As parents ourselves, we've been there, done that, even learned a few tricks along the way. And we're pretty sure so have you. Maybe together we can make eating together as a family -- gulp! -- fun again.

My site was nominated for Best Parenting Blog!


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About the authors
Hema Easley Hema Easley has been a reporter for The Journal News since July 2002, first covering municipal government and then nonprofit agencies, women's issues and the South Asian and Muslim community in the Lower Hudson Valley. In her previous job, Hema was a correspondent for the Associated Press in South Asia. She lives with her husband and two sons in Orange County.
KatieKatie Ryan O'Connor, a Journal News editor and 35-year-old mother of three, never quite appreciated the work that went into feeding kids until she had to do it herself as a mother. If she had a food-and-kids philosophy it would be something like this: try your best to offer as much healthy food as possible, but sometimes fruits just have to be counted as vegetables and there are far worse things than chicken and spaghetti. Again.
TraceyTracey Princiotta, a 37-year-old mother of one, loves to cook, bake and eat, and is relieved that her son appears to be equally willing to chow down -- even if it's baby food and formula right now. Despite her husband's intense aversion to vegetables, she has high hopes of nurturing a true chowhound who will try everything at least once. And if all else fails, she's not above sneaking veggies into other foods.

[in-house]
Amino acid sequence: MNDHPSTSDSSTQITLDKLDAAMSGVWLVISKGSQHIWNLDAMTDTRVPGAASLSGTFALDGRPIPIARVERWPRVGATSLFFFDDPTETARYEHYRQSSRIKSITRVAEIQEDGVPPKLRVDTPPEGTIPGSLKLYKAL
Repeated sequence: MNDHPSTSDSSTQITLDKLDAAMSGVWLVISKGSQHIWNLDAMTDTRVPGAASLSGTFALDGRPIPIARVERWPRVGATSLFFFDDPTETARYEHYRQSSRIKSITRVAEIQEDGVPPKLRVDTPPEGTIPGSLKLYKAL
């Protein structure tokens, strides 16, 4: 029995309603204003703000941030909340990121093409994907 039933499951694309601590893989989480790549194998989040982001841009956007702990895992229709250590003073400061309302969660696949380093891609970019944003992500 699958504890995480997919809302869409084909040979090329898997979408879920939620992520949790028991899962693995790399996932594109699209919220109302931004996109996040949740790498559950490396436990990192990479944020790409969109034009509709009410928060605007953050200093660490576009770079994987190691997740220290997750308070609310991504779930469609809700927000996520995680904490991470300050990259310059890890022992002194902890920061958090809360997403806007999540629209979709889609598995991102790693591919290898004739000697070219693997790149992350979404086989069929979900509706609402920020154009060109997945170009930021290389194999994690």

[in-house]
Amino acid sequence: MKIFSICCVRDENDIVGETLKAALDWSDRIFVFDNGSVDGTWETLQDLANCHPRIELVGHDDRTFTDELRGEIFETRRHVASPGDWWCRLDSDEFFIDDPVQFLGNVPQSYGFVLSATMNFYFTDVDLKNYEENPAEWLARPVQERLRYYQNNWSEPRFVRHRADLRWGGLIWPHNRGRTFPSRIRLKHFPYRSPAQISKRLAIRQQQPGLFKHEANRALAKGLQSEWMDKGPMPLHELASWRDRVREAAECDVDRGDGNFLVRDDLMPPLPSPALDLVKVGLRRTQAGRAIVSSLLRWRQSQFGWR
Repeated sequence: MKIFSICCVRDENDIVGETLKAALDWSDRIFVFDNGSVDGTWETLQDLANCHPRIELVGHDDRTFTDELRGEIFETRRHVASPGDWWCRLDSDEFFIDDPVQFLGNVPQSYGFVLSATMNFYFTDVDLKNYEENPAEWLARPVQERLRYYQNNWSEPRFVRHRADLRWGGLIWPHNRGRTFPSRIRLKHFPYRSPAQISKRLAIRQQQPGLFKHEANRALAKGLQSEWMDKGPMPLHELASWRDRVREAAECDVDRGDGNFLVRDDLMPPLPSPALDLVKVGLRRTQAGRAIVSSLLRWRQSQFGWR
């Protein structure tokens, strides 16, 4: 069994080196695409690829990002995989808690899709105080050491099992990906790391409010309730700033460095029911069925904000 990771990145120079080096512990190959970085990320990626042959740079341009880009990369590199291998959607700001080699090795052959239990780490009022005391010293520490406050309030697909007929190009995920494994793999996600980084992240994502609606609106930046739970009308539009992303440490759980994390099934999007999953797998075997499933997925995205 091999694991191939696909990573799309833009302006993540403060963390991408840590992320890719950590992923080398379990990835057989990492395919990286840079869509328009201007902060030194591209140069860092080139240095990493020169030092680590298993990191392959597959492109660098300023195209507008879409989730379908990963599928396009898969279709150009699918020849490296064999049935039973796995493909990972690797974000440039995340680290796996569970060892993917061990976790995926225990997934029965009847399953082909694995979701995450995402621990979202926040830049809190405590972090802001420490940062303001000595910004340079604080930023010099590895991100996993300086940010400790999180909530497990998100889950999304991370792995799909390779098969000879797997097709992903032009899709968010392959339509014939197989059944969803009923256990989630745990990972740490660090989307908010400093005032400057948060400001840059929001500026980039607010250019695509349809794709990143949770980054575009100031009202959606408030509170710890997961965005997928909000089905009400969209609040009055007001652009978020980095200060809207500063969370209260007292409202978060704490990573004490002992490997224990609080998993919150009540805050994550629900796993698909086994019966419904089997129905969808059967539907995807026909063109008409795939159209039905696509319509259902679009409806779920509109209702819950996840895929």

Marcela Rojas Marcela Rojas has been a municipal reporter with The Journal News since January 2003. She is a native of Putnam County and grew up eating Peruvian food. She didn't realize until she was 13 that rice did not come with everyone's meal. After several years of living in Los Angeles -- where she grew a fondness for Thai food -- she returned to Putnam County where she now lives with her husband and daughter. Zyla (rhymes with Lilah) just turned 1 in March and, so far (her mother is pleased to note), loves to eat everything.
Swapna Venugopal Swapna Venugopal Ramaswamy, a Journal News reporter, started her career as a journalist in 1999 after graduating with a master's degree from New York University. Before joining the paper in 2006, Swapna worked as a municipal reporter for the Home News Tribune in New Jersey, and took a baby sabbatical to care for her two children, now ages 7 and 5. She has currently outsourced feeding her children and husband to her mother, who is visiting from India. Her friend and colleague Katie O'Connor, informs Swapna that she wouldn't mind being fed Indian food by her mother, too.
Randi Weiner Randi Weiner has been a reporter with The Journal News since 1989, having covered police, government and schools in Westchester and in Rockland. An Ohio native and 1976 graduate of Bowling Green State University, she worked for daily newspapers in Ohio and Michigan before moving east. She has tended bar and danced in a beledi troup and sat on the boards of two community theaters. She plays mandolin with the Shamrogues, Connecticuts largest Irish band. Randi lives in Connecticut with her husband and has three children.